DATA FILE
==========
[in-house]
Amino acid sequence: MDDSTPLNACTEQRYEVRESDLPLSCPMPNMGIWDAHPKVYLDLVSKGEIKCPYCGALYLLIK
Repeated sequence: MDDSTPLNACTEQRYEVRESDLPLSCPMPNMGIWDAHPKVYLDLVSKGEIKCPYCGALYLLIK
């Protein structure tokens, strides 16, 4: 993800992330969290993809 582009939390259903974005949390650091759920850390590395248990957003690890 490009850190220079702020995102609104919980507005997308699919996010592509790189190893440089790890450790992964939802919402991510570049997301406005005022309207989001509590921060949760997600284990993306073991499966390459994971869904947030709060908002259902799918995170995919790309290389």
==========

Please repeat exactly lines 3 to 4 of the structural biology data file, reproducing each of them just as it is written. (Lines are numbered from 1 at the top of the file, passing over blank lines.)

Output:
Repeated sequence: MDDSTPLNACTEQRYEVRESDLPLSCPMPNMGIWDAHPKVYLDLVSKGEIKCPYCGALYLLIK
């Protein structure tokens, strides 16, 4: 993800992330969290993809 582009939390259903974005949390650091759920850390590395248990957003690890 490009850190220079702020995102609104919980507005997308699919996010592509790189190893440089790890450790992964939802919402991510570049997301406005005022309207989001509590921060949760997600284990993306073991499966390459994971869904947030709060908002259902799918995170995919790309290389």